Using a series of A/B tests where you control the variables so that the only difference is the price, see which price performs best. ClickFunnels is an example of an online tool that supports A/B testing. However, you can do this with most other platforms by building two separate pages.
Keep testing until you find that sweet spot!
While you’re testing offers, use strategies that create a sense of urgency because when clients take action quickly, it improves the quality of your information.
9. Review Customer Feedback
You’ll always want to meet with clients at the end of every program! This last call is an opportunity to wrap up and discuss the next steps to maintain the benefits they experienced in your program!
This off-boarding conversation also lets you capture a testimonial and valuable feedback.
And if you continue to receive feedback that your program is “such an excellent value for the money” or “affordable,” it could signal that it’s time to increase your pricing.
While many programs receive feedback using forms, we recommend collecting feedback using an in-person video call. This face-to-face communication helps you read body language and ask follow-up questions.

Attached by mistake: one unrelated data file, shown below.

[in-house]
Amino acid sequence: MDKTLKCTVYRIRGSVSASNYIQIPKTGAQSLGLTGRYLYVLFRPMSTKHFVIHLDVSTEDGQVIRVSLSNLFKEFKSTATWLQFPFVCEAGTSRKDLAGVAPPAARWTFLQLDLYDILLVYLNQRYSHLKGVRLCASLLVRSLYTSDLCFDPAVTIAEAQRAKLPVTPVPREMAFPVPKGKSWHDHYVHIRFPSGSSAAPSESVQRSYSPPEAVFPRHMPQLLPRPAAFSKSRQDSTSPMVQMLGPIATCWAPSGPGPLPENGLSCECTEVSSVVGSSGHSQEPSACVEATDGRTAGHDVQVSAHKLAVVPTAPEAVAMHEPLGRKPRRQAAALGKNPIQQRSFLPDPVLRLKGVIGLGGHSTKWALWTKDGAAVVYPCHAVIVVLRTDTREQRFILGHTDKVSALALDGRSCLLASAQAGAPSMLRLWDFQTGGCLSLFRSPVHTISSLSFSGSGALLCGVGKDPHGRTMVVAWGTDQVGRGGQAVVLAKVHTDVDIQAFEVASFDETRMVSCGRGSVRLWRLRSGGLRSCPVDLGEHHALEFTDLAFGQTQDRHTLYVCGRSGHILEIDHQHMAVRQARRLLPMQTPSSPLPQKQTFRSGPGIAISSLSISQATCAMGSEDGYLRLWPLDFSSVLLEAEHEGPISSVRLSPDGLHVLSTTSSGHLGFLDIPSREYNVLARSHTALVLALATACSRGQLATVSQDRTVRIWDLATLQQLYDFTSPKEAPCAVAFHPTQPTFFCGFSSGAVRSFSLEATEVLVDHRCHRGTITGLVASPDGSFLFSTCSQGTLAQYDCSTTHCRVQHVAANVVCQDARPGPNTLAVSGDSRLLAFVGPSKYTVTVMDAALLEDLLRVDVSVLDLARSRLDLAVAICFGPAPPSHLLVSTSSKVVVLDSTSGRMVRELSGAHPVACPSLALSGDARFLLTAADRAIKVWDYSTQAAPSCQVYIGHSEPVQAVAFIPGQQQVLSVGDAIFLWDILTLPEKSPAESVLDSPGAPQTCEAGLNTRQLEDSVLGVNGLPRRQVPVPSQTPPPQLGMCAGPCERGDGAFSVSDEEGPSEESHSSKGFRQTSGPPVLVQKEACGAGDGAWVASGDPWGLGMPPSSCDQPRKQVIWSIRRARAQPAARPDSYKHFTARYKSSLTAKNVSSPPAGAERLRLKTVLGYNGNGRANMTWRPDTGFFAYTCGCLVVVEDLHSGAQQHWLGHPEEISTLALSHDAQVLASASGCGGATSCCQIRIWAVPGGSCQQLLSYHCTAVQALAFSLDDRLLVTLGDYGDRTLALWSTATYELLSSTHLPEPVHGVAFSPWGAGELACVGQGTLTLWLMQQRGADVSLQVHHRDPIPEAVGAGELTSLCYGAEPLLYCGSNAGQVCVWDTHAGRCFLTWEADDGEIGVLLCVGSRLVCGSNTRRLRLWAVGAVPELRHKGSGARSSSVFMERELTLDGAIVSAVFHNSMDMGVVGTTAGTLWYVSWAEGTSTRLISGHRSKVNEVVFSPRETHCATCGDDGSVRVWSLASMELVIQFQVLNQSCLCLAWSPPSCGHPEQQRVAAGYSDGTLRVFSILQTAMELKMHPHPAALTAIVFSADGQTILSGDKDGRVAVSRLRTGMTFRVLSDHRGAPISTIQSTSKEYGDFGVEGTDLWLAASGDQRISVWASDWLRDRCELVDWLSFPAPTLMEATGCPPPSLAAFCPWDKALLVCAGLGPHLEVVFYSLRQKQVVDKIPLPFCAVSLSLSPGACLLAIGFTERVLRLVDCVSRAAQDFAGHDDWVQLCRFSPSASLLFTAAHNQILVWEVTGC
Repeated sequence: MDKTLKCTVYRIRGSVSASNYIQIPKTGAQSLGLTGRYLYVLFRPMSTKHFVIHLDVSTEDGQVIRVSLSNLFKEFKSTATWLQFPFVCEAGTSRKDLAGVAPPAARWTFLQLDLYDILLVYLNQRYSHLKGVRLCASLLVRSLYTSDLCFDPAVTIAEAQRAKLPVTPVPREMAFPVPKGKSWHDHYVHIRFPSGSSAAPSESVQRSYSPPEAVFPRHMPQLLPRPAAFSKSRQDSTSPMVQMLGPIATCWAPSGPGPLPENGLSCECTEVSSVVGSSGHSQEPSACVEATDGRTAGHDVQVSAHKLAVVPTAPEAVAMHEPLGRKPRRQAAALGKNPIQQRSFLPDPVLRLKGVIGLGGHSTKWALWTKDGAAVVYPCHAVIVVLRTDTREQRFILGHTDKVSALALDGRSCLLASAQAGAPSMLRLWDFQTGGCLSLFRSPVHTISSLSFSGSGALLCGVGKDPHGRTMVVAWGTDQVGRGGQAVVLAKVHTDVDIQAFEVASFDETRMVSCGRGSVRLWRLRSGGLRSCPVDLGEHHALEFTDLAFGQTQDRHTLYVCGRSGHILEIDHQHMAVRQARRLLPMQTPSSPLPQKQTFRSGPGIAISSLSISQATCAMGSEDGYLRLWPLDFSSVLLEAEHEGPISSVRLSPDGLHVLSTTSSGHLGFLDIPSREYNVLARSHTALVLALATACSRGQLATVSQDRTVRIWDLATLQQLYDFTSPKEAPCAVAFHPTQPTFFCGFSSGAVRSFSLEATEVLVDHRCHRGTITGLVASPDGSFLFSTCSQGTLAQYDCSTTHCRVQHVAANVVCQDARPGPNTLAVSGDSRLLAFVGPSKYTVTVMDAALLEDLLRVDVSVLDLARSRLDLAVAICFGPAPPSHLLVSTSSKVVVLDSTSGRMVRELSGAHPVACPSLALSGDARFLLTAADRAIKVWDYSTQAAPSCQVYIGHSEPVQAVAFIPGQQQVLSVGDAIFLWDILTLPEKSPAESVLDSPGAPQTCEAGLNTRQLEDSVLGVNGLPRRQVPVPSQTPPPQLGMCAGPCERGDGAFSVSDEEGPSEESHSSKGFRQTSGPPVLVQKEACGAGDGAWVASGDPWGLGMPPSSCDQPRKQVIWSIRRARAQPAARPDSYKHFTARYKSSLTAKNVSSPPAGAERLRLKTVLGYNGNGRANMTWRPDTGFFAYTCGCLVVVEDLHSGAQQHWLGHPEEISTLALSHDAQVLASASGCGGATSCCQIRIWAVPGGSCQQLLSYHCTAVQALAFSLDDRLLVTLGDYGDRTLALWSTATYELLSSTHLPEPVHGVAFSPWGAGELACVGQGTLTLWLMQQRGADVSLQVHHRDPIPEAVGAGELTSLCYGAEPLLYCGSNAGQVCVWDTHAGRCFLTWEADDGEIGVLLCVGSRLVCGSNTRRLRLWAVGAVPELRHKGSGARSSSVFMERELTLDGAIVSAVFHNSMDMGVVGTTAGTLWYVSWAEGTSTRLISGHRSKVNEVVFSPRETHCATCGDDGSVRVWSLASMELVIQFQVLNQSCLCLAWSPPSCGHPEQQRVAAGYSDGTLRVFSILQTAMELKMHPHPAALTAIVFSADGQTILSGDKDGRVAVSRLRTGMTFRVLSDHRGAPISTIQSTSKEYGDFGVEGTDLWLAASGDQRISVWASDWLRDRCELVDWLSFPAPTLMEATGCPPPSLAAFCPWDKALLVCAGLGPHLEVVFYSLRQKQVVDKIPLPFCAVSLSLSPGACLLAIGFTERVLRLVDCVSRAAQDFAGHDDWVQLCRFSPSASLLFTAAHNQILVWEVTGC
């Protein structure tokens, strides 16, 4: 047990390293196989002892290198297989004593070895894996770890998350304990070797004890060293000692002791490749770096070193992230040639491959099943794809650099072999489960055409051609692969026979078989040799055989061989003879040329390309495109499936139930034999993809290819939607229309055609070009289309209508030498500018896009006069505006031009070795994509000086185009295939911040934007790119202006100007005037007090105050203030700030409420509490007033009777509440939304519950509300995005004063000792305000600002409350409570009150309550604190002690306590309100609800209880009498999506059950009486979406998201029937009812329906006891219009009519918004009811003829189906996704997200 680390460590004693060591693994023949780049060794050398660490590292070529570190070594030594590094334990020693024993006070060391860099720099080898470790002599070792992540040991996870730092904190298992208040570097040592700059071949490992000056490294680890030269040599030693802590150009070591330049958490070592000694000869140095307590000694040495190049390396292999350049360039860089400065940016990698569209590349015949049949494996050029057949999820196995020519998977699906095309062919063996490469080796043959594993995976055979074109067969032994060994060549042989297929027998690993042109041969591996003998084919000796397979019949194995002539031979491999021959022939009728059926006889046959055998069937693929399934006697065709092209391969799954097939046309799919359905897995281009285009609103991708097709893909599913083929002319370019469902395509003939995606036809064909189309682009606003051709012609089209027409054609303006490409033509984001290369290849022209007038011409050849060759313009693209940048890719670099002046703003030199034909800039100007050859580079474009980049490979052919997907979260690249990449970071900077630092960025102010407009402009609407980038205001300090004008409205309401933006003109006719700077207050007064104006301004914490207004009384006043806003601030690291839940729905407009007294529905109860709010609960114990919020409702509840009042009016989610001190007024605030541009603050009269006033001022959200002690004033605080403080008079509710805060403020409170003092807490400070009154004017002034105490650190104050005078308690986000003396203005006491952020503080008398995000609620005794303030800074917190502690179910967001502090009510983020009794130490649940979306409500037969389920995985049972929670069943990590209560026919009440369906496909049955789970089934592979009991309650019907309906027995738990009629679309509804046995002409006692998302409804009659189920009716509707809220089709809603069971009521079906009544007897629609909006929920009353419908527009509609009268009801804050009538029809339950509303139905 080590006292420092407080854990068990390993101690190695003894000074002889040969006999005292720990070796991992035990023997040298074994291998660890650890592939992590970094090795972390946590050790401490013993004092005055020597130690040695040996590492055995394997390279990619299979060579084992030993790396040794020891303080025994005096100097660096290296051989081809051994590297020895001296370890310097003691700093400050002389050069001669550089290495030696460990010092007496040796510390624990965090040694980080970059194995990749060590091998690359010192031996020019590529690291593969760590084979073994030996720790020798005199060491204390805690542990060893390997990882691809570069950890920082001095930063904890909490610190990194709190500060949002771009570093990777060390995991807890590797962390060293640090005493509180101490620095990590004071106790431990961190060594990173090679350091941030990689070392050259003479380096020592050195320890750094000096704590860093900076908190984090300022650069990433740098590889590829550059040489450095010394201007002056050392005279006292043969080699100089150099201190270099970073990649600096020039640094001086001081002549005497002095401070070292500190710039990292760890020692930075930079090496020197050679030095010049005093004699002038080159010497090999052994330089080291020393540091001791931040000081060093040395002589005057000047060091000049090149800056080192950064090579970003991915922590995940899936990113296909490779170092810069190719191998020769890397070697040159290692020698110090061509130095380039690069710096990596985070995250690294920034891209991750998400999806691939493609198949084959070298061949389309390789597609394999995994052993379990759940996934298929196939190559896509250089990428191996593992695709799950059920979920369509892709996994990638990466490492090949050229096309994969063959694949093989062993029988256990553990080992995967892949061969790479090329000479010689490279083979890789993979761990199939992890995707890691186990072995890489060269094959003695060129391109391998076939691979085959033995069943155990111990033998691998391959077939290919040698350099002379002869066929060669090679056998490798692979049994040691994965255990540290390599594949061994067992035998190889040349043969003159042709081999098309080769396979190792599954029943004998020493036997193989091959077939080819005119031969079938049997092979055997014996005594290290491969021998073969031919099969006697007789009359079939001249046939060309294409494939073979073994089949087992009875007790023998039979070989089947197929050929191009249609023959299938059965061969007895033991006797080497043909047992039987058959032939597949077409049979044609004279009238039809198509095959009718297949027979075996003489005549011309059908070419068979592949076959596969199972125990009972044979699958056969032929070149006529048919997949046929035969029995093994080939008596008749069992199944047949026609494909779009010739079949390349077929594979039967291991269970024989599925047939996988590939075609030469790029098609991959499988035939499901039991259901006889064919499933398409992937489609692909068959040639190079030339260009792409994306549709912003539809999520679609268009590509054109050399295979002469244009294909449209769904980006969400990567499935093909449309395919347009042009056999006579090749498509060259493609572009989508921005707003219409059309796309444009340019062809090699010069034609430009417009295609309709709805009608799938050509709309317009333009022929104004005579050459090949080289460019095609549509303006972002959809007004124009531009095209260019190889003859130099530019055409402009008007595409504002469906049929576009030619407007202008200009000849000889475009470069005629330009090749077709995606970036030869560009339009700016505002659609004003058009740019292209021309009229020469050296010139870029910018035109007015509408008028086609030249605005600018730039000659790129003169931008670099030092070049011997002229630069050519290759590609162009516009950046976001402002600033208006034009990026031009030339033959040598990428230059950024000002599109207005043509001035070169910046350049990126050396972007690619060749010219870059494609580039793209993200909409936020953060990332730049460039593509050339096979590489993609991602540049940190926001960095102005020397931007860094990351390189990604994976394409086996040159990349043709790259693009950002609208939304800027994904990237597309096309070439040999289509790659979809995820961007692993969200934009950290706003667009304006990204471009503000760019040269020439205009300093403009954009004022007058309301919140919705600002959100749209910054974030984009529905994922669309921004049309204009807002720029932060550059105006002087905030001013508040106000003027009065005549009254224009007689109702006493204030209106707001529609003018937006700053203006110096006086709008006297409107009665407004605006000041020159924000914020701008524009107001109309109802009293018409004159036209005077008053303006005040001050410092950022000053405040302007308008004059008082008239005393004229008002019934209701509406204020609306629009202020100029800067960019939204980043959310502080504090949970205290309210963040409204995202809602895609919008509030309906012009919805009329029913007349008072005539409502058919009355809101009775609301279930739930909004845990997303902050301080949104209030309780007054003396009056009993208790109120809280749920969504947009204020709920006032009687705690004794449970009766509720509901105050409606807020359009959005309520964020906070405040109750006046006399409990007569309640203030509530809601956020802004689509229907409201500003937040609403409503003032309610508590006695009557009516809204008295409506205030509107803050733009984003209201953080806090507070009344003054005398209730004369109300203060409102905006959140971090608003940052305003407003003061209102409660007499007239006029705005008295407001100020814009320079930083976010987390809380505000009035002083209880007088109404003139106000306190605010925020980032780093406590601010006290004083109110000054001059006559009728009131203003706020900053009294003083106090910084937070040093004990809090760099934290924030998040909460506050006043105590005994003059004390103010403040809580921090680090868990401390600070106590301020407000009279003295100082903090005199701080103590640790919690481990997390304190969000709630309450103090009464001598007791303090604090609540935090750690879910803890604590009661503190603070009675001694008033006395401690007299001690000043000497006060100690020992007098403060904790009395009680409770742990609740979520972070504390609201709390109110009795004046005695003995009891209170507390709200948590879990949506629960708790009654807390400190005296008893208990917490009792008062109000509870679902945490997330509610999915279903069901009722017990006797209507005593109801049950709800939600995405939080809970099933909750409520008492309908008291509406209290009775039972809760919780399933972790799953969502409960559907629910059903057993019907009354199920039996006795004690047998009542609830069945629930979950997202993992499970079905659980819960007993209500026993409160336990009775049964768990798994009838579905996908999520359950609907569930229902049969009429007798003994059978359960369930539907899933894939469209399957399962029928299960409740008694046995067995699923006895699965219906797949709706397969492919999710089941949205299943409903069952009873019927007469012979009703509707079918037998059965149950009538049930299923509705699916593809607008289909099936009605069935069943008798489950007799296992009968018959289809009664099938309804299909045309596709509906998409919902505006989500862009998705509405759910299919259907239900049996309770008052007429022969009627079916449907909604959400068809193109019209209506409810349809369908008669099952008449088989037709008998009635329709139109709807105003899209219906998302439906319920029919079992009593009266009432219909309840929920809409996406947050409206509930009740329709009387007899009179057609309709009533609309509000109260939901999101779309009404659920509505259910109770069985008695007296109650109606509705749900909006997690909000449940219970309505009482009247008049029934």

Always ask the same questions of all your clients when they complete their coaching. Tracking this information over time lets you monitor changes on these crucial KPIs.
These are a few suggested questions you may want to ask during your offboarding session:
- Was this program worth the work and the cost?
- What significant perception shifts happened for you?
- How do you think, feel, or act differently?
- How would you describe what I do?
- Could any tools, templates, or resources have made this even better?
To keep these offboarding sessions comfortable, add a transcription tool to Zoom, like Fathom or Tactic, rather than taking notes. This improved eye contact lets you focus on your client. Later you can use the transcript to navigate to the feedback and testimonials in this call.